The Volumetrics Diet

The seventh installment of the series on eating patterns is about the Volumetrics Diet. Last month, we explored the Flexitarian Diet and discussed how the mostly-vegetarian-with-room-for-some-meat diet is great heart-healthy option for those who would like to decrease their meat intake. Ranked #6 out of 41 total diets in the U.S News Best Diet Rankings, the Volumetrics Diet is based on the energy (read ‘calorie’) density of food. The more calories an item has per serving size, the more ‘energy-dense’ it is. Barbara Rolls, a nutrition professor at Penn State University and leader in the field, wrote The Ultimate Volumetrics Diet book in 2012.

Volumetrics Diet: In a nutshell, the diet breaks food into four categories based on an item’s energy density. It’s less important to remember each food’s specific category and easier to get a grasp on the energy density of the foods you eat most often. Category 1 foods are ‘free’ foods, and are the least energy-dense. Think broth-based soups, non-starchy veggies and fruit. Category 2 foods will have slightly more calories per serving size, such as whole grains, beans, lowfat dairy and lean protein sources. Category 3 foods include small portions of higher-calorie foods, like cheese, higher-fat proteins, desserts and snacks. Lastly, Category 4 foods include the smallest portions of the highest calorie foods, such as French fries, candy, nuts and fat sources. Please note that as the calories of each item increase, the serving size decreases, and should align with established portion sizes. For example, a serving of pasta is ½ cup, while a serving of olive oil might only be a tablespoon. Following the diet includes three meals, two snacks and dessert daily.

Nutritional Considerations: This eating plan allows dieters to pick the foods they eat, so variety is encouraged for maximum nutrition. By teaching people to recognize a food’s energy-density, this should lead to greater awareness of how many calories are consumed per item and per day, as well as appropriate portion sizes of different foods. As no foods are completely off limits, this diet allows for complete customization. Overzealous dieters may take this diet too far by restricting their food choices to Category 1 foods, thus missing out on important fat and protein foods.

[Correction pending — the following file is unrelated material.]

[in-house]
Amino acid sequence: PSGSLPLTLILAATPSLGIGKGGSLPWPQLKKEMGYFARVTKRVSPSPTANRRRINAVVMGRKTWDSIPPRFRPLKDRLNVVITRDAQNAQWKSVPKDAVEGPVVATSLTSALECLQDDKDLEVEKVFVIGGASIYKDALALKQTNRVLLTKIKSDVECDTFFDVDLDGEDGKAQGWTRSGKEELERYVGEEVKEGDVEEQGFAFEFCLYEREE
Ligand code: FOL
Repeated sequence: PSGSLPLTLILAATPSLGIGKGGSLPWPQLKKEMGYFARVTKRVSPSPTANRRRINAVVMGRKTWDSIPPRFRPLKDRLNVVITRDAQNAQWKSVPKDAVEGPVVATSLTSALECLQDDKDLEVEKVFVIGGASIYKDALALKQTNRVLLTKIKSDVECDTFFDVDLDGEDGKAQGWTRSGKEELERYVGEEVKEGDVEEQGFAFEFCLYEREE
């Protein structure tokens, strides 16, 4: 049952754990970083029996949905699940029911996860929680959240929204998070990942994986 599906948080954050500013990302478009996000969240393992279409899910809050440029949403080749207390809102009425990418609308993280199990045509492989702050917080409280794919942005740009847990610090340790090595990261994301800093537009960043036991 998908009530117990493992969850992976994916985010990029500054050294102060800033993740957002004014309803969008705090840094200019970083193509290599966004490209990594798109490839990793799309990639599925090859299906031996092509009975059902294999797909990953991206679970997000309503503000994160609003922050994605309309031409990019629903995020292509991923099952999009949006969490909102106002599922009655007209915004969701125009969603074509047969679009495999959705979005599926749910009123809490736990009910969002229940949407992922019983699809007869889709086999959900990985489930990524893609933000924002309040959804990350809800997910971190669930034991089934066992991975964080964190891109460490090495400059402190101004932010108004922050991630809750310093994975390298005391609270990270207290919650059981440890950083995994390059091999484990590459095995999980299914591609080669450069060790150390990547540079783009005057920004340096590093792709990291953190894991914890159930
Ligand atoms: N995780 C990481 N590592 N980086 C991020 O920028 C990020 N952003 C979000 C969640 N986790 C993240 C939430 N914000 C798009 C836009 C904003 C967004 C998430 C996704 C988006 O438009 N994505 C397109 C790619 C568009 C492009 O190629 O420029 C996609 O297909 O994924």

Target Audience: This diet is geared toward weight-loss, although can be used by those seeking to maintain their weight as well. An ideal dieter is someone motivated to change his or her eating habits long term. For example, subbing veggies and hummus for chips would be a less energy-dense (and more nutritious!) choice but still provide lots of flavor and crunch. While not complicated, this diet does require learning the energy-density of common foods eaten by individuals. Food preparation can be as much or as little as a dieter would like and their time and budget will allow.

Foods to Highlight: The key to this diet is to ‘fill up’ on lower-calorie foods that also provide satiety. Fruits and vegetables are good examples of high-water (and high-nutrient) content foods that don’t provide a lot of calories, yet are filling because they have fiber. Broth-based soups help fill stomachs and encourage smaller intakes of high-calorie items. Lowfat yogurt is a great example of a less energy-dense food that provides all the macronutrients (carboyhydrates, protein and fat).

 

 

The Flexitarian Diet

The sixth installment of the series on eating patterns is about the Flexitarian Diet. Last month, we explored the MIND Diet and discussed how it emphasizes specific foods for brain health and cognition. Ranked #3 out of 41 total diets in the U.S News Best Diet Rankings, the Flexitarian Diet is just that—flexible. Largely based on a vegetarian framework, dieters may include meat when the mood strikes and can design their meals and snacks based on their own (mostly meatless) preferences. The diet was developed by a registered dietitian Dawn Jackson Blatner and is found in her 2009 book, “The Flexitarian Diet: The Mostly Vegetarian Way to Lose Weight, Be Healthier, Prevent Disease and Add Years to Your Life.” While that’s a pretty ambitious goal for any eating style, plant-based diets have been shown to help people lose weight and lower their risk of heart disease and stroke. Continue reading “The Flexitarian Diet”

Pregnancy: 3rd Trimester Wrap-Up

I started writing this post at week 37, knowing it could be any day now that our little girl decides she’s ready to come out.  And here we are, three weeks later and my due date has come and gone.  Apparently, about half of all babies come somewhere before 40 weeks and 5 days, which means the other half come even later than that!  Just trying to be patient over here… Continue reading “Pregnancy: 3rd Trimester Wrap-Up”